with some other pesticides within seven to ten days of application
(particularly products containing sulfur and the fungicide Captan),
are phytotoxic at higher temperatures (above 90 degrees F and
high humidity), and may affect fruit finish on some varieties.
spider mite is widely distributed and a common pest of orchards
and nursery plants. When environmental conditions are hot and
dry, spider mites multiply rapidly and become a pest of fields
crops such as corn, soybeans and cotton. Initial infestations
tend to occur in fields bordering clover fields or grassy areas.
Field perimeters and corners tend to exhibit the earliest symptoms
of infestation. Dispersal over a wide area occurs when spider
mites are carried on a balloon of their webbing by the wind.
spider mites feed on the underside of the foliage with sucking
mouth parts and may be very destructive when abundant. Under
hot and dry field conditions, spider mites thrive on plants that
are under stress. The juices which the mites obtain from stressed
plants are rich in nutrients and the mites multiply rapidly.
spider mites are only about .35 mm (1/60 inch) in length, and
have a black spot on each side of their bodies, which range in
color from white to light red. The eggs of the mites appear like
small clear or pale marbles when viewed through a hand lens.
spider mites overwinter as adult females. Egg laying begins in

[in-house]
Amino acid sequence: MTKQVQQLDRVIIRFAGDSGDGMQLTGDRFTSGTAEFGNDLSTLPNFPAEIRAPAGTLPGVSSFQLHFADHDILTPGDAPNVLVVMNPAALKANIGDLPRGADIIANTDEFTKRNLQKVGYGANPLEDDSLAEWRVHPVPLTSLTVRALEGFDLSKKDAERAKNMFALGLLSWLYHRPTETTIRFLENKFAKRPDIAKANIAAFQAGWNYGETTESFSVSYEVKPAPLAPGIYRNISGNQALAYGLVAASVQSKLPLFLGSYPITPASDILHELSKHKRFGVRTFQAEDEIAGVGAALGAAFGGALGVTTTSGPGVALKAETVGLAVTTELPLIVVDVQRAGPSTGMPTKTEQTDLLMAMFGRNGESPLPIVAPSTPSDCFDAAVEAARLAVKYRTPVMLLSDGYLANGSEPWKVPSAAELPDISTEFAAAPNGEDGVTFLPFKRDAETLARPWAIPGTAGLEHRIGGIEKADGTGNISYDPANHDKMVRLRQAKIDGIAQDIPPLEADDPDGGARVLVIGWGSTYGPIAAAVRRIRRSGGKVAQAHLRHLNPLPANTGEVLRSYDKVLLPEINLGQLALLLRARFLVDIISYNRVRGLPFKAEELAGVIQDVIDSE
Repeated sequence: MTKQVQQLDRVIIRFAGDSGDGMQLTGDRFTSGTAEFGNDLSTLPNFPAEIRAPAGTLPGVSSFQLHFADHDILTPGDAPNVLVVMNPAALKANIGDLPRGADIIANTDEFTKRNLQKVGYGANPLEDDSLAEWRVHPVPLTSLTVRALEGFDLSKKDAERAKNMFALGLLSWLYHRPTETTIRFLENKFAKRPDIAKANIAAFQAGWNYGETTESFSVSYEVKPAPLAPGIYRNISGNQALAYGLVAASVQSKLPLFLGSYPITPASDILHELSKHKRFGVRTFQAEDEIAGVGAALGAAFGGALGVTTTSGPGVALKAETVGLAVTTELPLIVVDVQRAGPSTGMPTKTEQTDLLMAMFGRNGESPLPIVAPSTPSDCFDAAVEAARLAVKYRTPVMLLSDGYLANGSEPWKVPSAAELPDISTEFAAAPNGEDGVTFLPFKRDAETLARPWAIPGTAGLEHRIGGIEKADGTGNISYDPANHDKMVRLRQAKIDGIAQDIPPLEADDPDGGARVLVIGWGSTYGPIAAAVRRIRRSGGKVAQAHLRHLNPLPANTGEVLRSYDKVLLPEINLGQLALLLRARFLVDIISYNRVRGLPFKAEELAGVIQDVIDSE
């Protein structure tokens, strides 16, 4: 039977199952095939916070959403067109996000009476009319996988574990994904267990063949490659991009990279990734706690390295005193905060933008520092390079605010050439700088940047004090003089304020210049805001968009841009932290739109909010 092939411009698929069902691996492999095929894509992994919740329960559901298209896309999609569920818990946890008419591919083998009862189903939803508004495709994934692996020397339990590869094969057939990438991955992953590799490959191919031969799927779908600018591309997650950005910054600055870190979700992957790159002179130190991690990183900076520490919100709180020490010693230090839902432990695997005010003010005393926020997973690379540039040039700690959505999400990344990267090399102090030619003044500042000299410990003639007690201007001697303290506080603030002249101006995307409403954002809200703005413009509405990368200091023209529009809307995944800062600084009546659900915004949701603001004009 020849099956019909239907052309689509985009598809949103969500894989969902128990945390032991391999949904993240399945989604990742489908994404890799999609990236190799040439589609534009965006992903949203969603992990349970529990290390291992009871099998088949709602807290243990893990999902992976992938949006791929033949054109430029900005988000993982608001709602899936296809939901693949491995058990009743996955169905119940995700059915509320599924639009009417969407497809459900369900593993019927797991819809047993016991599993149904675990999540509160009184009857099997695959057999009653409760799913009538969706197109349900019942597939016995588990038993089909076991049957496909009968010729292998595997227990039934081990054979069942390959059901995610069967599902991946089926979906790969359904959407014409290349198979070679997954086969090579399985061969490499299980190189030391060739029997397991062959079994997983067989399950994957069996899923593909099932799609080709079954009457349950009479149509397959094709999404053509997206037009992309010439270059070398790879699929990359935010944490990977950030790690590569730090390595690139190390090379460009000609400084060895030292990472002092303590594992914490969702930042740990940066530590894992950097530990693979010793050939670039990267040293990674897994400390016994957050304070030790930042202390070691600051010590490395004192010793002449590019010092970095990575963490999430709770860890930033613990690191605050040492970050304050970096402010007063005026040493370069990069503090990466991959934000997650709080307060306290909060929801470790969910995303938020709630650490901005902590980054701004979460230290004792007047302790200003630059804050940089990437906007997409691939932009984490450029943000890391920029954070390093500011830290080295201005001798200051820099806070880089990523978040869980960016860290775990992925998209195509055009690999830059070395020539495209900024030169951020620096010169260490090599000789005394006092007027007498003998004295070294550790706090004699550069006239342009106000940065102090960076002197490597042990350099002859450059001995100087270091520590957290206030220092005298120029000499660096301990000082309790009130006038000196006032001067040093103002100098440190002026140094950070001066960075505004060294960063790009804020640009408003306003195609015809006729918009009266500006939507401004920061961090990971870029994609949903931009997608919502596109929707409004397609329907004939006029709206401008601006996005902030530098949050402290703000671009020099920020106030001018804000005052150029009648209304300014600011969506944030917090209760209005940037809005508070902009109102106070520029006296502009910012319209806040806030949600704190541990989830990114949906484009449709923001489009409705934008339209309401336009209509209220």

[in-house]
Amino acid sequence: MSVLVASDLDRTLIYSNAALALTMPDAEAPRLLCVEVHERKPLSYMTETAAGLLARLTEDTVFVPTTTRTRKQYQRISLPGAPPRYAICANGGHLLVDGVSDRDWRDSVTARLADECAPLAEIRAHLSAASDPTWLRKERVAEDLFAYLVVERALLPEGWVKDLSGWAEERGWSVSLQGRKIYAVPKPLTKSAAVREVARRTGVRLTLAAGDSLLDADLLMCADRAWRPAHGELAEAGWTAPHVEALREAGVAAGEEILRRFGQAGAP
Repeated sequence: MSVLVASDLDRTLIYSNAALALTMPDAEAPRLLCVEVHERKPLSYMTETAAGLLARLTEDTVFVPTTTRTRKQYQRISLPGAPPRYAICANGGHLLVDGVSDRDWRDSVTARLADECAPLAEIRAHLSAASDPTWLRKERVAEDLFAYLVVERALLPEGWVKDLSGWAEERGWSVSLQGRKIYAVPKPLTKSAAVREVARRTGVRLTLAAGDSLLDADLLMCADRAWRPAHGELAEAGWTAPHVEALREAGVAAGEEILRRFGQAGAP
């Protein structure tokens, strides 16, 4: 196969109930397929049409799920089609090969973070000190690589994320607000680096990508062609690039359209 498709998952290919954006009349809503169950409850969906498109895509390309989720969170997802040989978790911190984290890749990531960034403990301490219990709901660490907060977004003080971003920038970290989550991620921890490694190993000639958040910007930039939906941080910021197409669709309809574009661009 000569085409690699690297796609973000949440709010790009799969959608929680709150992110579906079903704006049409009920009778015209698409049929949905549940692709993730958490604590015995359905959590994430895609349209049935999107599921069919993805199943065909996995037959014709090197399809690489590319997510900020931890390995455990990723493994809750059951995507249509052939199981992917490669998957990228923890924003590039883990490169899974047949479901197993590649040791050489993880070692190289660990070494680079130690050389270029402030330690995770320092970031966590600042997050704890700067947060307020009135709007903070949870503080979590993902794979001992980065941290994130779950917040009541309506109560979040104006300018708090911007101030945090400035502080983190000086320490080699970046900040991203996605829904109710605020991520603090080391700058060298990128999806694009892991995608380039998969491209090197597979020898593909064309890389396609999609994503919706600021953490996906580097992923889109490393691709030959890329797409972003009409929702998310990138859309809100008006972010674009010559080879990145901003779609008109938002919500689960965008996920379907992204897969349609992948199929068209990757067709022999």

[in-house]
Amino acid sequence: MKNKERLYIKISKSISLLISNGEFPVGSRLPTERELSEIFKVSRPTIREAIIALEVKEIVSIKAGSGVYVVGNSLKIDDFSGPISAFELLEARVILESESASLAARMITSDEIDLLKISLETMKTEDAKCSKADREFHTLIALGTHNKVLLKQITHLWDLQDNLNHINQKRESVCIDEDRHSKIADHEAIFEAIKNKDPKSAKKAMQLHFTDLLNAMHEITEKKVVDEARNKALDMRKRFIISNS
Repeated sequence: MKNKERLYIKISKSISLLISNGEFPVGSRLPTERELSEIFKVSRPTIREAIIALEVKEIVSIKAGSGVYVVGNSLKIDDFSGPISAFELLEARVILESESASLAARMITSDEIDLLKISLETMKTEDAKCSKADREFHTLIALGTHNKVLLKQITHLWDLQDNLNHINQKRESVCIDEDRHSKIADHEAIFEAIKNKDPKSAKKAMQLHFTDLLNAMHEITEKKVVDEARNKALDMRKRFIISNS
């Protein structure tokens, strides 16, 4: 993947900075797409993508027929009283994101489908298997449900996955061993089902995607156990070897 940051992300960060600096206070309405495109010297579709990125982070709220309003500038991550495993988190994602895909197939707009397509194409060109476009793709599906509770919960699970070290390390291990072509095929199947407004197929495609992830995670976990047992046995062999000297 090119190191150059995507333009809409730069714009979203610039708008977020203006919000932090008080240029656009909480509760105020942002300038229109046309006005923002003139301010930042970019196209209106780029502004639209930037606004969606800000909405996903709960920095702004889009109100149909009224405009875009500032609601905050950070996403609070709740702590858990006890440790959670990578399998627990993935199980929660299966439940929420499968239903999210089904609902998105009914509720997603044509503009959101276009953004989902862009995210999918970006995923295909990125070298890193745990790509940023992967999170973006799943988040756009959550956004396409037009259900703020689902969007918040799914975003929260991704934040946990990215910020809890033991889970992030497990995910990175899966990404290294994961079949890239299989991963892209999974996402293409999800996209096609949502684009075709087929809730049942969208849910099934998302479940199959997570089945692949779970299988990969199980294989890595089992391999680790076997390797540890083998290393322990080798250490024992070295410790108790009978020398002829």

late April or May; the eggs hatch in five to eight days into
the protonymph stage, which later molts to a deutonymph stage.
These nymph stages have four legs. The time from egg to adult
normally requires about three weeks, but may take less time under
hot and dry conditions. Depending on weather conditions, 5 to
10 generations may occur within a growing season. Spider mite
reproduction and population multiplication will persist until
cool weather of late summer leads to a reduction of population
the degree of a spider mite infestation, it is important that
one recognize the stippling or speckled effect on green foliage
which is the early sign of mite feeding. It is essential to use
a good hand lens to view the relative abundance of mites in egg,
nymph and adult stages.
are optimal for spider mite outbreaks, early detection facilitates
timely and effective treatment. Since mite development is linked
to host plant stress, cultural practices and varieties which
limit plant stress in times of drought will also minimize the
development of spider mites. Narrow-range oil sprays should provide
effective control. Twospotted spider mites are known to have
developed resistance to miticides quite rapidly if a miticide
is applied repeatedly to a population. Alternate miticides and
avoid unnecessary spraying.
from Ric Bessin, University of Kentucky College of Agrictulture
and Harold Willson, Ohio State University Extension, 1999
are poisonous! Read and follow all safety precautions on labels.
Handle carefully and store in original containers out of reach
of children, pets or livestock. Dispose of empty containers
immediately, in a safe manner and place. Pesticides should never
be stored with foods or in areas where people eat.
When trade names are used for identification, no product endorsement
is implied, nor is discrimination intended against similar materials.
Be sure that the pesticide you intend to use is registered for
the state of use.
The user of this information assumes all risk for personal injury
or property damage.